1. Love a book that takes you out of the here and now. I took a break from my self-imposed hellish schedule and spent Sunday in bed with Sue Grafton's new W is for Wasted. She's old school in the way that all her stuff is set in the 1980s. No tweets, cells, FB or big screens. I love Kinsey, and loved just not thinking about tomorrow. Thanks for the great piece, R8!

  2. Marjanna ~ Fun post. I don't re-read books like you do. When I'm done with them, I'm, well . . . done.

    However, there are writers who still keep me up all night reading their newest books. And, OMG, I love it. Yes, I wake up after only an hour or two of sleep to walk through my day with a reader-induced hangover. But this is what I live for--both in reading and in writing.

    There is nothing better than a writer who can suck you into a story and transport you so that you forget the time and space in which you really live.

    Some of my go-to favorites are: Jill Shalvis, Jaci Burton, Kristan Higgins, Rachel Gibson, Susan Elizabeth Phillips, and Susan Mallery. And I'm always looking for more! Because there's nothing like the rush I get from a really, really well-told love story. ;0)

    Enjoyed your post. Have a great week!

  3. Ohh, Emmelle, that is a lovely way to spend a Sunday! I recently re-read an Elizabeth Peters set in the 60s... where you sailed to the UK on an Ocean Liner, and wrote letters. With a STAMP and everything!

  4. Mackenzi, you know I love to re-read. And sometimes, I'll pick up a book, formerly loved, and it just doesn't work for me anymore. I don't know why. Maybe it's the crafting of the book. Maybe it's dated. Maybe my tastes have changed. But wow. Did the Highland Heroes of JG still ring OTT, melodramatically, completely unbelievably TRUE.

  5. I just re-read an old Linda Howard novella. Classic Linda is all protective, sexy, sexual heroes and give'em hell heroines who won't let the heroes but them into glass boxes. Yum!

    Authors I like to re-read for comfort at Lois McMaster Bujold, Dick Francis, 1990s Jayne Ann Krentz, Ms. Howard. Crusie and SEP, absolutely. Patricia Briggs for the Urban Fantasy lover in me. Gosh, I could go on...

    As for staying up too late to finish a book? I am publically chagrinned (and secretly thrilled) to say that yes, I still occasionally get caught in Story's web. Rather more often than I'll admit, in truth.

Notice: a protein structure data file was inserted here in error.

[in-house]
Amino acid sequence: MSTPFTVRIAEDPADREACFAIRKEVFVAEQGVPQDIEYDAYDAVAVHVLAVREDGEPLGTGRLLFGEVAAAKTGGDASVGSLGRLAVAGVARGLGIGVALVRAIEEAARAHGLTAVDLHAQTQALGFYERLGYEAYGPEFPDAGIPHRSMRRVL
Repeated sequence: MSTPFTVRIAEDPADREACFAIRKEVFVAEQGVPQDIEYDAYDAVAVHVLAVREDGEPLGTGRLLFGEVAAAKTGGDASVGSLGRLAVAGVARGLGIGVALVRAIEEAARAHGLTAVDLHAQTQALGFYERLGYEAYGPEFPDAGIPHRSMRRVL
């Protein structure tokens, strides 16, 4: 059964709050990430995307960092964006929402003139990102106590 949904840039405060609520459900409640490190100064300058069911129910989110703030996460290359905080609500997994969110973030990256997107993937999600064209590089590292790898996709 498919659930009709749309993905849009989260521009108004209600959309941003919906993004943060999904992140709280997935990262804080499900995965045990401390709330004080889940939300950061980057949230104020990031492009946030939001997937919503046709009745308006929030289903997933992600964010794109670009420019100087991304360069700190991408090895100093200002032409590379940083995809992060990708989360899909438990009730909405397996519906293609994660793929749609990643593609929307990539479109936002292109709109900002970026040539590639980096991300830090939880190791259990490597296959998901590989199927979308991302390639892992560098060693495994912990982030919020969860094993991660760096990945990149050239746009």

6. I love rereading JAK. Every now and then, I go on a kick, and start with Golden Chance and Grand Passion, and go from there. Love rereading her books. And yes, Keely, name it and claim it. "I am an All Night Long reader!"

  7. Hi Marjanna - I also love to reread my favorites and these Julie Garwood's are some of my favorites as well. I love Honour's Splendor especially. I was just thinking about that book the other day. I think I'll give it another read. I love to read Johanna Lindsey's Malory series, too, for rereading. I also read and reread Kathleen Woodiwiss. I read far into the night during the summer when I was out of school, to the point that the back of my head would hurt where it was resting against the chair. I miss those days sometimes.

  8. Marjanna, was her hair ever in "glorious disarray?" That's a line for Kathleen Woodwise. Don't remember which book and in looking back there were some not so healthy concepts around sex and the ability to say NO in that book, but I loved that phrase: glorious disarray. Why can't my hair look like that when I awaken next to my alpha male? Instead of electrocution caught in a wind tunnel?

    OK my go to, revert to basics, comfort read is old Jayne Anne Krentz. Specifically, "Absolutely, Positively."


  9. Once in awhile I'll pull out an old Carla Neggers. And once in a rare while, I'll pull out my mom's romances. I can't remember the authors, but one has my all-time favorite tagline: A beautiful girl alone with the men of an Alaskan air base. Oh, no!

    I love to read them because they bring back feelings of curling up with them in the first place. I want to capture those feelings and put it in my own writing. Yum!